Earlier this month, the University of Maryland (UMD) Student Government Association (SGA) announced “a mandatory student fee proposal aimed at fully funding the Office of Civil Rights and Sexual Misconduct (OCRSM).” Claiming that the OCRSM is unable to meet its Title IX federal obligations of adjudicating their cases within 60 business days, the SGA is seeking to make students pay a $34 annual fee for the additional funding that the office is requesting.
The OCRSM’s director has stated that the additional funding would be used to hire a deputy, two more investigators and a “manager of rape prevention programming” who would supplement the mandatory sexual-assault prevention training for students. According to the College Fix, the OCRSM “is only two years old, but its budget jumped from $643,000 the first year to $1.01 million the second.”
A simple read through of OCRSM’s sexual misconduct policies would indicate that the lack of personnel is the least of this office’s problems. The structure of how this office adjudicates accusations of sexual misconduct ought to be highly concerning for both the complainants and respondents involved in this office’s procedures.
The troubling procedures laid out by the OCRSM are best understood by evaluating them in conjunction with UMD’s other non-academic disciplinary procedures. Like most colleges, UMD has separate procedures for adjudicating Title IX related misconduct and general non-academic misconduct.
UMD’s sexual misconduct policies do not provide either the complainant or the respondent with a hearing in which they can question the other party, or that party’s witnesses, in front of those deciding the case. Neither party can submit motions for the removal of decision makers that they believe are biased, nor can they utilize meaningful legal representation when being questioned by the decision-making panel. Additionally, sexual misconduct procedures through the OCRSM, use the lowest standard of evidence to determine their verdict (preponderance of the evidence – 51%).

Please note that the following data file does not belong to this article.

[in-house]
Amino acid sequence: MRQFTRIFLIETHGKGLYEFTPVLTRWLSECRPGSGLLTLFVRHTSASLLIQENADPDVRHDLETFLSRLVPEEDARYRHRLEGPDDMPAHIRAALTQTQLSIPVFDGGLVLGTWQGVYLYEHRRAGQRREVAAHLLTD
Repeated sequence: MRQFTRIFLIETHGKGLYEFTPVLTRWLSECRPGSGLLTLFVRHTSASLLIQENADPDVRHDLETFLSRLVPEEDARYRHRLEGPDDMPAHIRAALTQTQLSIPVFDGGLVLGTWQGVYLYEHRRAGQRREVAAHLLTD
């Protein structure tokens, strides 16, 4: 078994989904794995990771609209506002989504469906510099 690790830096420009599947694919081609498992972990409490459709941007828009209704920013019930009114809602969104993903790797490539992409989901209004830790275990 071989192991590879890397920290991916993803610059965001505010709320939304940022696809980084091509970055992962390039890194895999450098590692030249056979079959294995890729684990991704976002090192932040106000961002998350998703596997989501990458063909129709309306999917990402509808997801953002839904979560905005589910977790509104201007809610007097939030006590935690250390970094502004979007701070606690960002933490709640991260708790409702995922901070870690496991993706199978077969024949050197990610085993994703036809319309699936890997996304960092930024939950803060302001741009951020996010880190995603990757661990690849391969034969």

Alternatively, complainants and respondents within a non-academic disciplinary procedure at UMD are provided with a hearing in which they are given all of the above rights that are denied in the OCRSM’s policies. To make matters even more puzzling, non-academic disciplinary cases use a higher standard of evidence for determining their verdicts (clear and convincing – no percentage is associated with this standard, yet it requires that significantly more than half the evidence is needed to prove guilt).
Based on the fact that non-academic disciplinary procedures allow students to directly question all parties involved in a case, and have their legal representation give opening and closing remarks, it is fair to say that a UMD complainant who is a victim of somebody stealing their textbooks has a higher ability to prove that the respondent in their case is guilty than a complainant who is a victim of a sexual assault. Likewise, due to the low standard of evidence employed by the OCRSM, it is much harder for UMD respondents who believe that they are falsely accused of sexual assault to prove their innocence than it is for UMD respondents who believe that they are falsely accused of bullying.
While Title IX does mandate that sexual misconduct procedures needs to be adjudicated within a specific timely manner, it also requires that university grant their students fair disciplinary procedures. Instead of granting the OCRSM an additional $1 million through this proposed student fee, UMD administrators should focus on fixing these glaring discrepancies within their school’s policies.